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One of the Most Anticipated Books of Fall 2016 - Elle
11 Fall Books We Can't Wait to Read - Seattle Times
A Best Book of Fall 2016 - Boston Globe
One of the St. Louis Post-Dispatch's 20 Books to Watch, fall 2016
A deeply reported book that brings alive the quest for justice in the deaths of Michael Brown, Tamir Rice, and Freddie Gray, offering both unparalleled insight into the reality of police violence in America and an intimate, moving portrait of those working to end it.
Conducting hundreds of interviews during the course of over one year reporting on the ground, Washington Post writer Wesley Lowery traveled from Ferguson, Missouri, to Cleveland, Ohio; Charleston, South Carolina; and Baltimore, Maryland; and then back to Ferguson to uncover life inside the most heavily policed, if otherwise neglected, corners of America today.
In an effort to grasp the magnitude of the response to Michael Brown's death and understand the scale of the problem police violence represents, Lowery speaks to Brown's family and the families of other victims as well as local activists. By posing the question "what does the loss of any one life mean to the rest of the nation?", Lowery examines the cumulative effect of decades of racially biased policing in segregated neighborhoods with failing schools, crumbling infrastructure, and too few jobs.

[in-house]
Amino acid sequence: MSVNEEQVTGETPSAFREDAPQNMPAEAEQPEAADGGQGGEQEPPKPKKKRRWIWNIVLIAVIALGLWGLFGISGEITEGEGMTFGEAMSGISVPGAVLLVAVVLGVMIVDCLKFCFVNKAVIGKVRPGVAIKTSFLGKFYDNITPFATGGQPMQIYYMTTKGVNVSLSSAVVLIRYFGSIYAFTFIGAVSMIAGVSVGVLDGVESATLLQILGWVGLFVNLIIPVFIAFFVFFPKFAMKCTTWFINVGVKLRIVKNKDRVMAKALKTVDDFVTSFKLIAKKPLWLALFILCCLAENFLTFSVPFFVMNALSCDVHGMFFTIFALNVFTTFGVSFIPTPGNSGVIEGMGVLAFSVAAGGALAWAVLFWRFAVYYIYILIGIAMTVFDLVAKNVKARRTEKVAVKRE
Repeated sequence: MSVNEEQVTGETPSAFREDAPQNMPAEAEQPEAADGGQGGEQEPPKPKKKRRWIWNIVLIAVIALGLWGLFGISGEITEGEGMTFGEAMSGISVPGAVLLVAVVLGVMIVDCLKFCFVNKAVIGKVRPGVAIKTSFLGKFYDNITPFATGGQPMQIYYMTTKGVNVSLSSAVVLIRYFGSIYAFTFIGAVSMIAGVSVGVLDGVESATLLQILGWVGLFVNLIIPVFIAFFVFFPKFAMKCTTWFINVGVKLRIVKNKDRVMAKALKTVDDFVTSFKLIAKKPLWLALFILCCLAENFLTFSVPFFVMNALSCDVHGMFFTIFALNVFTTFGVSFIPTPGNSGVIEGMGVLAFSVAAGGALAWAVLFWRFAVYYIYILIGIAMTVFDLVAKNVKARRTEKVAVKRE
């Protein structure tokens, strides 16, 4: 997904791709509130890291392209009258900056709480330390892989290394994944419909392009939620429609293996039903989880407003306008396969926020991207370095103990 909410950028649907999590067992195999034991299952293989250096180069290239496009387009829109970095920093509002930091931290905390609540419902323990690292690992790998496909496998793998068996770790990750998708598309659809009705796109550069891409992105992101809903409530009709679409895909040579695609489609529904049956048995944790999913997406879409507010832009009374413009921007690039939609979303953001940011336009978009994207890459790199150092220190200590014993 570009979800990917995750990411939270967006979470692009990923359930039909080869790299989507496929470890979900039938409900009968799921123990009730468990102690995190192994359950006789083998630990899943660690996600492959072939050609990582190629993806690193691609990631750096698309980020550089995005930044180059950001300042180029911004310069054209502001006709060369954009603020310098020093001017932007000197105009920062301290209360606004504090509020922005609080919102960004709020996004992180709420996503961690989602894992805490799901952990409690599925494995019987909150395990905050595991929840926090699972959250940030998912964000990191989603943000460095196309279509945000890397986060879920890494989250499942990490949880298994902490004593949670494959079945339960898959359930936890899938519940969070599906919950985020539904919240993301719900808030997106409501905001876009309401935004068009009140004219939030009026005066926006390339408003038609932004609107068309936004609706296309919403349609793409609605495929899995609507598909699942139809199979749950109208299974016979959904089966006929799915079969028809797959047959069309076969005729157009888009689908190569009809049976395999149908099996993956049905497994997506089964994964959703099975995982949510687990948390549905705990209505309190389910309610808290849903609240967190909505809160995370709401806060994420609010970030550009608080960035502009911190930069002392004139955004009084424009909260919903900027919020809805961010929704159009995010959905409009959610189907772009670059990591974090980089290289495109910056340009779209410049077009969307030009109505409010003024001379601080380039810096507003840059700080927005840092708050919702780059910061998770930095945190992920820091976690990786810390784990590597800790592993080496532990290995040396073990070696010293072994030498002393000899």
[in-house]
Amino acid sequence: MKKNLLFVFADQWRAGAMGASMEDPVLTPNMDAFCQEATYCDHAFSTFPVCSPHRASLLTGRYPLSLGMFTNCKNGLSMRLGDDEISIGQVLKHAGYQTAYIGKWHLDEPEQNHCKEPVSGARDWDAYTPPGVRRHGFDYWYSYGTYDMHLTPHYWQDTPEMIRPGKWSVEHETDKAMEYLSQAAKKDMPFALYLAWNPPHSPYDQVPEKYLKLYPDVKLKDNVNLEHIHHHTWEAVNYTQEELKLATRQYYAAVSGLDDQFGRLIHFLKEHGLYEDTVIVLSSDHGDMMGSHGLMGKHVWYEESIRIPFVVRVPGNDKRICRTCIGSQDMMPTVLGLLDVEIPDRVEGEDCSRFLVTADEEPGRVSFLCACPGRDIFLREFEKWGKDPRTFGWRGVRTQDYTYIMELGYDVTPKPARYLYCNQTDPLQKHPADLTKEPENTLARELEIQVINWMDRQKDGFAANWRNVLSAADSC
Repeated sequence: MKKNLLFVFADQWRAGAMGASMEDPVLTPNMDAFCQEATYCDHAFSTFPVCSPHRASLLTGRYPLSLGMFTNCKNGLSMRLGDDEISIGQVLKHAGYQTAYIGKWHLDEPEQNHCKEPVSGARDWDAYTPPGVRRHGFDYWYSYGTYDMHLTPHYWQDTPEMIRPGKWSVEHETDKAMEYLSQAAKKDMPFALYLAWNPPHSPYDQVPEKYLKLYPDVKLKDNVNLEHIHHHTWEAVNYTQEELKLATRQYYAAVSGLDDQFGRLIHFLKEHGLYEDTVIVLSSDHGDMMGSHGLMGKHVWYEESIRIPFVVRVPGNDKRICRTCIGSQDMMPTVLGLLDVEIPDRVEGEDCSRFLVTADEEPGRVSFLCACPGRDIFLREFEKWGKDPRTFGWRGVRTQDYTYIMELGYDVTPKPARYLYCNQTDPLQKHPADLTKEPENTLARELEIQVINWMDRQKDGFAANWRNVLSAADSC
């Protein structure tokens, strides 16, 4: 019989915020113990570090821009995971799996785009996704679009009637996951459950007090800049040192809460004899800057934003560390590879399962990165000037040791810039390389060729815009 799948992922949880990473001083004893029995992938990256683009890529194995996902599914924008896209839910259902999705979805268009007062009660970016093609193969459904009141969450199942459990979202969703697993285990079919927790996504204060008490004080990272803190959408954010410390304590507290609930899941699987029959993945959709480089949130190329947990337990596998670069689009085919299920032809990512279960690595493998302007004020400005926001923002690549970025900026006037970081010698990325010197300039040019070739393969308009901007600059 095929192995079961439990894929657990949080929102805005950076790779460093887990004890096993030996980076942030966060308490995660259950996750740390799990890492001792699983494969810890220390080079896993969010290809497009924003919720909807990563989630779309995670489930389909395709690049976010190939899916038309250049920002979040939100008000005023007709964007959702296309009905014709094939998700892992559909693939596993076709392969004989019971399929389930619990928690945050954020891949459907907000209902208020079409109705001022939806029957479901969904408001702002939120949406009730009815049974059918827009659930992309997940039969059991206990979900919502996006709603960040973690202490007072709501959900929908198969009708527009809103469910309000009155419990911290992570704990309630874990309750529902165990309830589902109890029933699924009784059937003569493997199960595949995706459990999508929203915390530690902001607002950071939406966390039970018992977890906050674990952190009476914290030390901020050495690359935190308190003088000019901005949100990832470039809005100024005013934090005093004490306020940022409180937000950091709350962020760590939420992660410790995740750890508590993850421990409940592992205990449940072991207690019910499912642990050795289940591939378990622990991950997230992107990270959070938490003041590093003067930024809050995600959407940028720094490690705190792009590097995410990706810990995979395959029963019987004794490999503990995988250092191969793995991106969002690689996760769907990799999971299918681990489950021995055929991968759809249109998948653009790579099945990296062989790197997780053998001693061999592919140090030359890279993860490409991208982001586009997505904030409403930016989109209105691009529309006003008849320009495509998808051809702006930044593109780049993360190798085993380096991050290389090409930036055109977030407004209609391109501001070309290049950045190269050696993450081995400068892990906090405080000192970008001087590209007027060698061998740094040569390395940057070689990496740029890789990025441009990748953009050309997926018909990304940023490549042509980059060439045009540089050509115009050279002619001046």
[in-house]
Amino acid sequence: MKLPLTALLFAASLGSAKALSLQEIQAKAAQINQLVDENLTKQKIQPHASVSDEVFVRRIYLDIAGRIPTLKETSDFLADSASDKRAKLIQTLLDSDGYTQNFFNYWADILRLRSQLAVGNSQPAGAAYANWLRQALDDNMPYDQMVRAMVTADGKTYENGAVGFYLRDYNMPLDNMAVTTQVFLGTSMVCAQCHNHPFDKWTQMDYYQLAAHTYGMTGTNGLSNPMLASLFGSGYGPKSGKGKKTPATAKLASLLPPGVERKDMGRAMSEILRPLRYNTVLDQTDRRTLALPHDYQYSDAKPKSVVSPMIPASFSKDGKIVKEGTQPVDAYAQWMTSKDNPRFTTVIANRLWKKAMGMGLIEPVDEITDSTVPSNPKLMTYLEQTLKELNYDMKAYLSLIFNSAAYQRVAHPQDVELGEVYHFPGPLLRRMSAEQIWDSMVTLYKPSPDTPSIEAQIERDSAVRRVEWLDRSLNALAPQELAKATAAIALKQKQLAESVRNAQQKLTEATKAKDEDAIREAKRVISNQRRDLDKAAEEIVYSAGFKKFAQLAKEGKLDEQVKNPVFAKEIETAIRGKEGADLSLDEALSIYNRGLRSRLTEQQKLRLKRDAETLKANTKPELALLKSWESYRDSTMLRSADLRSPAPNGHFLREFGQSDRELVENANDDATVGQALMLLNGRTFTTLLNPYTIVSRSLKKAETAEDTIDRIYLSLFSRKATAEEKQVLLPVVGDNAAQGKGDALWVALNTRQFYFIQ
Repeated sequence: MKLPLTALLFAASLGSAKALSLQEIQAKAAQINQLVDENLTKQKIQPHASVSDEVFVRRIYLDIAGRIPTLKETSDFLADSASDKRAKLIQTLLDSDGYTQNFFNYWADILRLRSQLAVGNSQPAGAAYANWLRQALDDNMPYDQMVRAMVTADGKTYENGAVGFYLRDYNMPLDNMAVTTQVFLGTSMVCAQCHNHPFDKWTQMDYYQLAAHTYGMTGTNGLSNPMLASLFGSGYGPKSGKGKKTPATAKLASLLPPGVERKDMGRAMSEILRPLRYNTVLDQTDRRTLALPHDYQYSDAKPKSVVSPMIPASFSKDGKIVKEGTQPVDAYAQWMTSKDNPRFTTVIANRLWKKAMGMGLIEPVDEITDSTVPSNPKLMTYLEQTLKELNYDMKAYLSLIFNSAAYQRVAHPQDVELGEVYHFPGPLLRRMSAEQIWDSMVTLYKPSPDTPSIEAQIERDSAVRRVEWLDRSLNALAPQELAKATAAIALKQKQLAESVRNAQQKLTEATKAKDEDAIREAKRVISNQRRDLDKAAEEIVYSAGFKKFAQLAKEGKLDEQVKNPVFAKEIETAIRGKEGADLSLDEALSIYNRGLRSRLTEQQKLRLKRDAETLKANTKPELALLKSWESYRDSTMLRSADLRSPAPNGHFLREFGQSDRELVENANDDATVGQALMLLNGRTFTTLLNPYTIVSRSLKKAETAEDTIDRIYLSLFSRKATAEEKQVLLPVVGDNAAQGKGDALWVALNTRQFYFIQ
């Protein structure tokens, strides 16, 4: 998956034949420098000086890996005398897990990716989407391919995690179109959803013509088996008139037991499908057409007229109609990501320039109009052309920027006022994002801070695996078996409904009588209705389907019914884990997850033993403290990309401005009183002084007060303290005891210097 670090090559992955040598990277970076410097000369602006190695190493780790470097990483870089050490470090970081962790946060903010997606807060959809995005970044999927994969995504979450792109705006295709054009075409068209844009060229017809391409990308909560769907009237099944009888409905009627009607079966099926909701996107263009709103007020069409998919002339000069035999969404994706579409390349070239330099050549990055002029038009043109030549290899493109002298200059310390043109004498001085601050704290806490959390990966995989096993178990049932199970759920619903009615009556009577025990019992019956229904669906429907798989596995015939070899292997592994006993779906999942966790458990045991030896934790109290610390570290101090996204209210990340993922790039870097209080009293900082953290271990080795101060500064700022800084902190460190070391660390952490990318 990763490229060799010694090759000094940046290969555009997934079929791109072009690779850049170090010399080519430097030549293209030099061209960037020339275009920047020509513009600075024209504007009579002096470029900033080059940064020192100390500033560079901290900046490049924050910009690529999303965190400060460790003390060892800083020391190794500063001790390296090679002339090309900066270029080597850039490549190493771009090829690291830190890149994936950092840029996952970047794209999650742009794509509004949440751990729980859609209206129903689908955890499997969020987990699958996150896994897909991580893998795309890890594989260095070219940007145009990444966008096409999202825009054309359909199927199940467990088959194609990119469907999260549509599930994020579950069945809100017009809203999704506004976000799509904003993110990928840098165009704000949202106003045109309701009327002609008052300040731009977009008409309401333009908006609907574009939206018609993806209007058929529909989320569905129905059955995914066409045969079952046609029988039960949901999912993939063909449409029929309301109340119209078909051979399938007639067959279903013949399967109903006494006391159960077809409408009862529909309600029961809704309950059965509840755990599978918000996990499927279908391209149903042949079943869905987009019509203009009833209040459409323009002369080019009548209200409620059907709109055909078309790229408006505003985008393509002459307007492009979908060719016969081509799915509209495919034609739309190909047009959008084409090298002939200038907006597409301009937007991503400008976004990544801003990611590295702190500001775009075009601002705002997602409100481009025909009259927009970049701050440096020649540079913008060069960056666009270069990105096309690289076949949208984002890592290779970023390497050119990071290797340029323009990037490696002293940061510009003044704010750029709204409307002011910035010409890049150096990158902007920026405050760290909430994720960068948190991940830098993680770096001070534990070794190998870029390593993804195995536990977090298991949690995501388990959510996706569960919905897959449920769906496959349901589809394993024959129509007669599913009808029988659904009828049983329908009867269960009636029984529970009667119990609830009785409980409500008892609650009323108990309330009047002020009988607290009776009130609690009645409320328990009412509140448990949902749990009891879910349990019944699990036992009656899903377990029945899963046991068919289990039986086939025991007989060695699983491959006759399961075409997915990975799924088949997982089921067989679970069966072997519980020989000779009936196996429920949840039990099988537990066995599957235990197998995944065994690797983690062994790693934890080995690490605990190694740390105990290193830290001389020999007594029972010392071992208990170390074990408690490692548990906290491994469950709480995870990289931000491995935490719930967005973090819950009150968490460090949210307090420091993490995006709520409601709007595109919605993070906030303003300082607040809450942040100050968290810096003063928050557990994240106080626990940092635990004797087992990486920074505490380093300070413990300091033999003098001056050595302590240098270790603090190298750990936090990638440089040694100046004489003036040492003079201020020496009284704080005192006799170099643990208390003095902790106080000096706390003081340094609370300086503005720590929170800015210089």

Studded with moments of joy and tragedy, They Can't Kill Us All offers a historically informed look at the standoff between the police and those they are sworn to protect, showing that civil unrest is just one tool of resistance in the broader struggle for justice. As Lowery brings vividly to life, the protests against police killings are also about the black community's long history of being on the receiving end of perceived and actual acts of injustice and discrimination. They Can't Kill Us All grapples with a persistent if also largely unexamined aspect of the otherwise transformative presidency of Barack Obama: the failure to deliver tangible security and opportunity to those Americans most in need of both.
Customer ReviewsMost Helpful
By B. Jackson on 12-24-16
Overall decent but lacking somethibg
As a black man in america who has seen his fair share of racial policing, I came seeking anecdotal references as well as various statistics of abuse. For some reason, I felt this book lacking in both. Perhaps I am not the intended audience buy I hope this title does help others see our struggle.
I also view the title as misleading because I DO think can kill us all... And like others have said, the emotional music detracts from the message
2 of 2 people found this review helpful
By Cassandra on 02-24-17
Eye opening book I want to send to my Uncle(s)
The dedication to telling the stories in this book is admirable and highly commended. The stories themselves need to be heard because they are true and necessary
1 of 1 people found this review helpful